Jose Rodriguez, not exactly a squeamish guy, is spreading a myth that the reason he destroyed the torture tapes was because the torture depicted on them was so bad that people would kill CIA officers in response to the violence
Especially after the Abu Ghraib prison abuse scandal, Rodriguez writes, if the CIA’s videos were to leak out, officers worldwide would be in danger.
“I wasn’t going to sit around another three years waiting for people to get up the courage,” to do what CIA lawyers said he had the authority to do himself, Rodriguez writes. He describes sending the order in November 2005 as “just getting rid of some ugly visuals.”
Except there’s a problem with that claim.
The problem with the torture tapes is not what they showed, but what they didn’t show. Such as the two separate waterboarding sessions that were, for some reason, not captured on tape at all.
OIG found 11 interrogation tapes to be blank. Two others were blank except for one or two minutes of recording. Two others were broken and could not be reviewed. OIG compared the videotapes to logs and cables and identified a 21-hour period of time” which included two waterboard sessions” that was not captured on the videotapes.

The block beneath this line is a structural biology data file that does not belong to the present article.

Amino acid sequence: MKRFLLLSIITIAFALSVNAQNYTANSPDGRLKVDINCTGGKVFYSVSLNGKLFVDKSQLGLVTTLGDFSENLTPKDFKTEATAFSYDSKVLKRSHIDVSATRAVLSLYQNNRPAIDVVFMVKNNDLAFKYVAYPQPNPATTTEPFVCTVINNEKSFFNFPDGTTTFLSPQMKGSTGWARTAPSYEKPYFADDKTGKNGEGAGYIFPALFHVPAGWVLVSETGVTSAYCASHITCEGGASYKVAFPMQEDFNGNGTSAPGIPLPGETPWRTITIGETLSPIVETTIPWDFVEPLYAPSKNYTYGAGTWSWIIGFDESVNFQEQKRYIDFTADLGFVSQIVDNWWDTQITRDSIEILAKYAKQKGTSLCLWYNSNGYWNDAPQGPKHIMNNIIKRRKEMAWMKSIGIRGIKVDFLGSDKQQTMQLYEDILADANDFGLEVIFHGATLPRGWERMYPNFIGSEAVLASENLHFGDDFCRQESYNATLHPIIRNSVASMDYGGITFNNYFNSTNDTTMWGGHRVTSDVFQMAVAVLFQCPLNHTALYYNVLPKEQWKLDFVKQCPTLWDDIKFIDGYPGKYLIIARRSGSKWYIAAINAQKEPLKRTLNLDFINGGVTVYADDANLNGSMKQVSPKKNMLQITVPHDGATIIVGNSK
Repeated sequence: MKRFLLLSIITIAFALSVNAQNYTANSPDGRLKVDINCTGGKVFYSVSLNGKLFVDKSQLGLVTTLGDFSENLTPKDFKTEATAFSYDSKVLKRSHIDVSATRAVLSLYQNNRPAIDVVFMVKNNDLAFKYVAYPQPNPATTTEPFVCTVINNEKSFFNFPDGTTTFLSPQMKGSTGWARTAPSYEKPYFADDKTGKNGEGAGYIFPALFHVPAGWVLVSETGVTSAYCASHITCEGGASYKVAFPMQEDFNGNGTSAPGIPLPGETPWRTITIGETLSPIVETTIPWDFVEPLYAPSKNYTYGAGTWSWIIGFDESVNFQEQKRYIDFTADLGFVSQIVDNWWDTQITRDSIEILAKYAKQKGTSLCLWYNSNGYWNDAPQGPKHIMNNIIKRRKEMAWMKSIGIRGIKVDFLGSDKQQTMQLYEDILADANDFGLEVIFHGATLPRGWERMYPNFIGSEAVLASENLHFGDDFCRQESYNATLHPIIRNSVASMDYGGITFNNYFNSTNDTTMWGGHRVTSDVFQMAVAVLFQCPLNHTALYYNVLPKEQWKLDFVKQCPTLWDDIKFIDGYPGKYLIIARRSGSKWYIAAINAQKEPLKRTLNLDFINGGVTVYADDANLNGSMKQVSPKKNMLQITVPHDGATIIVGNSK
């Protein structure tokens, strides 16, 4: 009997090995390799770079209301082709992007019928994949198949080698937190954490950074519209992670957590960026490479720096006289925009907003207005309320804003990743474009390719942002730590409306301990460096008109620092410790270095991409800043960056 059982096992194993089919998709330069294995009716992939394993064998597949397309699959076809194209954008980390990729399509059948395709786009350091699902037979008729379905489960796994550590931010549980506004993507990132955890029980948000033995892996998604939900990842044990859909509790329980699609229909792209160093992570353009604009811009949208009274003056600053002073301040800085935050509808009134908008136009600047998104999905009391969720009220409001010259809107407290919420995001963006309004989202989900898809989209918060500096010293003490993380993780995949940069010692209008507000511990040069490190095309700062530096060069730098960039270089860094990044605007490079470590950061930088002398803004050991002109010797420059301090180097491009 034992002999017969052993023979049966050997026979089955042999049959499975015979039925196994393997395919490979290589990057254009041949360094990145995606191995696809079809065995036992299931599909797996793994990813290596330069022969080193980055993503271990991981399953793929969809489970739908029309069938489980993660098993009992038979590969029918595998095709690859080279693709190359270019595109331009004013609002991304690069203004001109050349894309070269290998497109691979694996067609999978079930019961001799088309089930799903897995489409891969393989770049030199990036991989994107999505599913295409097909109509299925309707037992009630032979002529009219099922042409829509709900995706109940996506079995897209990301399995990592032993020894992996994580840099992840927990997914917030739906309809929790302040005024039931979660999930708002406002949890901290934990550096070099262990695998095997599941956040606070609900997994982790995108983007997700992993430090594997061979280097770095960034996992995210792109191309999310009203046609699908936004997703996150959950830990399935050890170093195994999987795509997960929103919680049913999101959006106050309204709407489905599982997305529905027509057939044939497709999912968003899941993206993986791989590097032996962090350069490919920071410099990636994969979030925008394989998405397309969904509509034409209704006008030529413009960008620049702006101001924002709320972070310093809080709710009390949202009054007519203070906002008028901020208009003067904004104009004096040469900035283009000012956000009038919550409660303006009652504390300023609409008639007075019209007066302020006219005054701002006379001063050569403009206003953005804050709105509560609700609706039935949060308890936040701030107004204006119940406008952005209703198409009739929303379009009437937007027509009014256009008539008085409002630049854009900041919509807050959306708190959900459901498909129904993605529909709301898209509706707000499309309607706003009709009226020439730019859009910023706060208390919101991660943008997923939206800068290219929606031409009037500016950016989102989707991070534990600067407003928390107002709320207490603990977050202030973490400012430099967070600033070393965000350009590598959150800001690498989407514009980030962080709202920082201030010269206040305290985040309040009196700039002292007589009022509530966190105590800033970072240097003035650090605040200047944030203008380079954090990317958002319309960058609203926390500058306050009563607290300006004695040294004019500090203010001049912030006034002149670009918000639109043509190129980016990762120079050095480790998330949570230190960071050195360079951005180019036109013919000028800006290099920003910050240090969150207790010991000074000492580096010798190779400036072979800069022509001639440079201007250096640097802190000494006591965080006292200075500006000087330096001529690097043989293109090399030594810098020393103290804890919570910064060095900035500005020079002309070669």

Or the way many of the tapes showed some sign of tampering that hid their content.
[Redacted] for many of the tapes one 1/2 or 3/4 of the tape “there was nothing.” [Redacted] on some tapes it was apparent that the VCR had been turned off and then turned back on right away. [Redacted] on other tapes the video quality was poor and on others the tape had been reused (taped over) or not recorded at all. [Redacted] The label on some tapes read “interrogation session,” but when viewed there was just snow. [Redaction] did not make note of this in [redaction] report. [Redaction] estimated that “half a dozen” videotapes had been taped over or were “snowy.”
In other words, the tapes probably didn’t show the worst torture sessions. On the contrary, the tapes were enduring proof that the torturers tampered with the tapes to make sure they didn’t show the torture sessions.
Apparently, Jose Rodriguez thinks a bunch of snowy taped over tapes–proof that the torturers covered up evidence of what they did–constitutes “ugly visuals.” And I guess it does, but not in the way he’s claiming in his book.